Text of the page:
# Number Sense

## Second and Fifth Graders’ Use of Knowledge-Pieces and Knowledge-Structures When Solving Integer Addition Problems

In this study, we explored second and fifth graders’ noticing of negative signs and incorporation of them into their strategies when solving integer addition problems. Fifty-one out of 102 second graders and 90 out of 102 fifth graders read or used negative signs at least once across the 11 problems. Among second graders, one of their most common strategies was subtracting numbers using their absolute values, which aligned with students’ whole number knowledge-pieces and knowledge-structure.

Author/Presenter

Laura Bofferding

Year
2021
Short Description

In this study, we explored second and fifth graders’ noticing of negative signs and incorporation of them into their strategies when solving integer addition problems. For both grade levels, the order of the numerals, the location of the negative signs, and also the numbers’ absolute values in the problems played a role in students’ strategies used. Fifth graders’ greater strategy variability often reflected strategic use of the meanings of the minus sign. Our findings provide insights into students’ problem interpretation and solution strategies for integer addition problems and supports a blended theory of conceptual change.

## The Development and Assessment of Counting-based Cardinal Number Concepts

The give-n task is widely used in developmental psychology to indicate young children’s knowledge or use of the cardinality principle (CP): the last number word used in the counting process indicates the total number of items in a collection. Fuson (1988) distinguished between the CP, which she called the count-cardinal concept, and the cardinal-count concept, which she argued is a more advanced cardinality concept that underlies the counting-out process required by the give-n task with larger numbers.

Author/Presenter

Arthur J. Baroody

Menglung Lai

Year
2022
Short Description

The give-n task is widely used in developmental psychology to indicate young children’s knowledge or use of the cardinality principle (CP): the last number word used in the counting process indicates the total number of items in a collection. Fuson (1988) distinguished between the CP, which she called the count-cardinal concept, and the cardinal-count concept, which she argued is a more advanced cardinality concept that underlies the counting-out process required by the give-n task with larger numbers. One aim of the present research was to evaluate Fuson’s disputed hypothesis that these two cardinality concepts are distinct and that the count-cardinal concept serves as a developmental prerequisite for constructing the cardinal-count concept. Consistent with Fuson’s hypothesis, the present study with twenty-four 3- and 4-year-olds revealed that success on a battery of tests assessing understanding of the count-cardinal concept was significantly and substantially better than that on the give-n task, which she presumed assessed the cardinal-count concept.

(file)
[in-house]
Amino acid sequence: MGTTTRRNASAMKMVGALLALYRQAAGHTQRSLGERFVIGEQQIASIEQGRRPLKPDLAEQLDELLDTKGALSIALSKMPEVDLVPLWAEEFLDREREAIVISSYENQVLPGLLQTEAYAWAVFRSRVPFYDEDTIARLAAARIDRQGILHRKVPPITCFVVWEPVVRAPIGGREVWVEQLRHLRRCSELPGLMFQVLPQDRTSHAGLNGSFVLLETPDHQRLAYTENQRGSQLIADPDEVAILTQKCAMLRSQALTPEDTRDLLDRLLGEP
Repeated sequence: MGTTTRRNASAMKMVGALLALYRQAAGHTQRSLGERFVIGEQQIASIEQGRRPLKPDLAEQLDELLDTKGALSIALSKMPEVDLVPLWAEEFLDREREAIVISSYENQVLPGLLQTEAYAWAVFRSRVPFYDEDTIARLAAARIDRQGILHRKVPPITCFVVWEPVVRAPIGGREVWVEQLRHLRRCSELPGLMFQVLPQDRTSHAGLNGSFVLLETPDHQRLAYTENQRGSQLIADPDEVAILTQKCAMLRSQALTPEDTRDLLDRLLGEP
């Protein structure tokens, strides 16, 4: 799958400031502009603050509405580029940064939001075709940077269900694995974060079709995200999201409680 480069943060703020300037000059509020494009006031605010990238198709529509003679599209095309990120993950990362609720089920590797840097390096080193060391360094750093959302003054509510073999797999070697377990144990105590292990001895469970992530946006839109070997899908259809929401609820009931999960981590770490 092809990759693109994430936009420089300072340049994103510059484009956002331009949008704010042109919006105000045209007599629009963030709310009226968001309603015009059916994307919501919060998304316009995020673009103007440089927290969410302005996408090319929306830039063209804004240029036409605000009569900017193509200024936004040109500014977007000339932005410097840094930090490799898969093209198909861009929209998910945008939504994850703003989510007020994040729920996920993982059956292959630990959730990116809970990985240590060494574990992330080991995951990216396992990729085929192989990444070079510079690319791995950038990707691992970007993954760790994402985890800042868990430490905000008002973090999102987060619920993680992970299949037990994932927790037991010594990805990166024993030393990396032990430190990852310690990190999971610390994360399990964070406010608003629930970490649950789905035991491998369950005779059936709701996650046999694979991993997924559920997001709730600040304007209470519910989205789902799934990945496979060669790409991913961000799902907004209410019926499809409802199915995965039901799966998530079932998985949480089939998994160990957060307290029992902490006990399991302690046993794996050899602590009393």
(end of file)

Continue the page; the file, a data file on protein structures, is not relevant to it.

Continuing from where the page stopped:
## Teaching Practices for Differentiating Mathematics Instruction for Middle School Students

Three iterative, 18-episode design experiments were conducted after school with groups of 6–9 middle school students to understand how to differentiate mathematics instruction. Prior research on differentiating instruction (DI) and hypothetical learning trajectories guided the instruction. As the experiments proceeded, this definition of DI emerged: proactively tailoring instruction to students’ mathematical thinking while developing a cohesive classroom community.

Author/Presenter

Amy J. Hackenberg

Mark Creager

Ayfer Eker

Year
2020
Short Description

This study is a case of using second-order models of students’ mathematical thinking to differentiate instruction, and it reveals that inquiring into research-based knowledge and inquiring responsively into students’ thinking are at the heart of differentiating mathematics instruction.

## Children’s Integer Understanding and the Effects of Linear Board Games: A Look at Two Measures

The purpose of this study was to identify affordances and limitations of using order and value comparison tasks versus number placement tasks to infer students’ negative integer understanding and growth in understanding. Data came from an experiment with kindergarteners (N = 45) and first graders (N = 48), where the experimental group played a numerical linear board game and the other group did control activities, both involving negative integers.

Author/Presenter

Laura Bofferding

Andrew Hoffman